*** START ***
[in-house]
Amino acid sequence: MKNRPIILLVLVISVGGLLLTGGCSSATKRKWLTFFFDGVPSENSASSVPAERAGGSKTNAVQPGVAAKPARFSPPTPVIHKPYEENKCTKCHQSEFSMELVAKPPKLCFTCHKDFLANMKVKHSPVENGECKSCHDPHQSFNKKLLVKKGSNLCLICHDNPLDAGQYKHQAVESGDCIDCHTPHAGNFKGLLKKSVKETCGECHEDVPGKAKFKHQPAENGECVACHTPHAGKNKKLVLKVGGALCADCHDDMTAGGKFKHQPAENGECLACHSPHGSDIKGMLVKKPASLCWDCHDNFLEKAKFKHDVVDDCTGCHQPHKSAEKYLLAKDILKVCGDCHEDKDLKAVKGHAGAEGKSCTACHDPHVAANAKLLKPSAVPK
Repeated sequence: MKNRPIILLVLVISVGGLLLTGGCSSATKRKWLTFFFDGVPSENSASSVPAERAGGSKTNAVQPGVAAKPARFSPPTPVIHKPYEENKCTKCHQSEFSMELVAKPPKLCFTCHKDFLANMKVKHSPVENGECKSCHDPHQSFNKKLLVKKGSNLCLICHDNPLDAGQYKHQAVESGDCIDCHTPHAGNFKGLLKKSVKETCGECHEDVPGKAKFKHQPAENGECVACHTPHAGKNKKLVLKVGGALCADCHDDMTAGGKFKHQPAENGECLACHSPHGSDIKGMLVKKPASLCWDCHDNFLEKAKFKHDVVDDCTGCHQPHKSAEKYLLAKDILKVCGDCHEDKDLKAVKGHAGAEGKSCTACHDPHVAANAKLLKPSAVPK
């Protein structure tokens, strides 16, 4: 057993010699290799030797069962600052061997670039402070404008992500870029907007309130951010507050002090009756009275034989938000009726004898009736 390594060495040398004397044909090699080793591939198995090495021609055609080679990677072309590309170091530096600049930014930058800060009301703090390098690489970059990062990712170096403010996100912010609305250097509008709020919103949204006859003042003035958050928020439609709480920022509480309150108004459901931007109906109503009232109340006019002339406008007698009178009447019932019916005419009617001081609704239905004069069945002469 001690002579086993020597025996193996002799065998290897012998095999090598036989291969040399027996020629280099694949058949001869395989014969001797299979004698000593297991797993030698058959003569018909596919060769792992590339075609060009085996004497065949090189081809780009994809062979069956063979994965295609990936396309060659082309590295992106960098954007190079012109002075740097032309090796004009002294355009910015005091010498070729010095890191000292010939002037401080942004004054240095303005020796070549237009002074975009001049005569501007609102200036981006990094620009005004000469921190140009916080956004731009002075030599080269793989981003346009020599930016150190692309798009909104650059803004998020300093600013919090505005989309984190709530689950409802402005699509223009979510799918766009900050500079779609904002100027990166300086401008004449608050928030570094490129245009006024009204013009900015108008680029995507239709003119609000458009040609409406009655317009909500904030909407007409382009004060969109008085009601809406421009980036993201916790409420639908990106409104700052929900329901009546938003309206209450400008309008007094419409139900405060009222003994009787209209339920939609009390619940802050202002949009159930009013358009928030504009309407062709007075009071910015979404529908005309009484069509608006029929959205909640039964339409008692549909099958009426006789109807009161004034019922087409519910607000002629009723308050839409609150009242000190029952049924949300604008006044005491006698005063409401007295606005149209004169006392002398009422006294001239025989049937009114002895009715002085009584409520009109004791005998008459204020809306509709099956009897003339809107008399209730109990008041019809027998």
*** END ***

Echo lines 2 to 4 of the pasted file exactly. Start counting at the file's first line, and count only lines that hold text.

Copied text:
Amino acid sequence: MKNRPIILLVLVISVGGLLLTGGCSSATKRKWLTFFFDGVPSENSASSVPAERAGGSKTNAVQPGVAAKPARFSPPTPVIHKPYEENKCTKCHQSEFSMELVAKPPKLCFTCHKDFLANMKVKHSPVENGECKSCHDPHQSFNKKLLVKKGSNLCLICHDNPLDAGQYKHQAVESGDCIDCHTPHAGNFKGLLKKSVKETCGECHEDVPGKAKFKHQPAENGECVACHTPHAGKNKKLVLKVGGALCADCHDDMTAGGKFKHQPAENGECLACHSPHGSDIKGMLVKKPASLCWDCHDNFLEKAKFKHDVVDDCTGCHQPHKSAEKYLLAKDILKVCGDCHEDKDLKAVKGHAGAEGKSCTACHDPHVAANAKLLKPSAVPK
Repeated sequence: MKNRPIILLVLVISVGGLLLTGGCSSATKRKWLTFFFDGVPSENSASSVPAERAGGSKTNAVQPGVAAKPARFSPPTPVIHKPYEENKCTKCHQSEFSMELVAKPPKLCFTCHKDFLANMKVKHSPVENGECKSCHDPHQSFNKKLLVKKGSNLCLICHDNPLDAGQYKHQAVESGDCIDCHTPHAGNFKGLLKKSVKETCGECHEDVPGKAKFKHQPAENGECVACHTPHAGKNKKLVLKVGGALCADCHDDMTAGGKFKHQPAENGECLACHSPHGSDIKGMLVKKPASLCWDCHDNFLEKAKFKHDVVDDCTGCHQPHKSAEKYLLAKDILKVCGDCHEDKDLKAVKGHAGAEGKSCTACHDPHVAANAKLLKPSAVPK
């Protein structure tokens, strides 16, 4: 057993010699290799030797069962600052061997670039402070404008992500870029907007309130951010507050002090009756009275034989938000009726004898009736 390594060495040398004397044909090699080793591939198995090495021609055609080679990677072309590309170091530096600049930014930058800060009301703090390098690489970059990062990712170096403010996100912010609305250097509008709020919103949204006859003042003035958050928020439609709480920022509480309150108004459901931007109906109503009232109340006019002339406008007698009178009447019932019916005419009617001081609704239905004069069945002469 001690002579086993020597025996193996002799065998290897012998095999090598036989291969040399027996020629280099694949058949001869395989014969001797299979004698000593297991797993030698058959003569018909596919060769792992590339075609060009085996004497065949090189081809780009994809062979069956063979994965295609990936396309060659082309590295992106960098954007190079012109002075740097032309090796004009002294355009910015005091010498070729010095890191000292010939002037401080942004004054240095303005020796070549237009002074975009001049005569501007609102200036981006990094620009005004000469921190140009916080956004731009002075030599080269793989981003346009020599930016150190692309798009909104650059803004998020300093600013919090505005989309984190709530689950409802402005699509223009979510799918766009900050500079779609904002100027990166300086401008004449608050928030570094490129245009006024009204013009900015108008680029995507239709003119609000458009040609409406009655317009909500904030909407007409382009004060969109008085009601809406421009980036993201916790409420639908990106409104700052929900329901009546938003309206209450400008309008007094419409139900405060009222003994009787209209339920939609009390619940802050202002949009159930009013358009928030504009309407062709007075009071910015979404529908005309009484069509608006029929959205909640039964339409008692549909099958009426006789109807009161004034019922087409519910607000002629009723308050839409609150009242000190029952049924949300604008006044005491006698005063409401007295606005149209004169006392002398009422006294001239025989049937009114002895009715002085009584409520009109004791005998008459204020809306509709099956009897003339809107008399209730109990008041019809027998």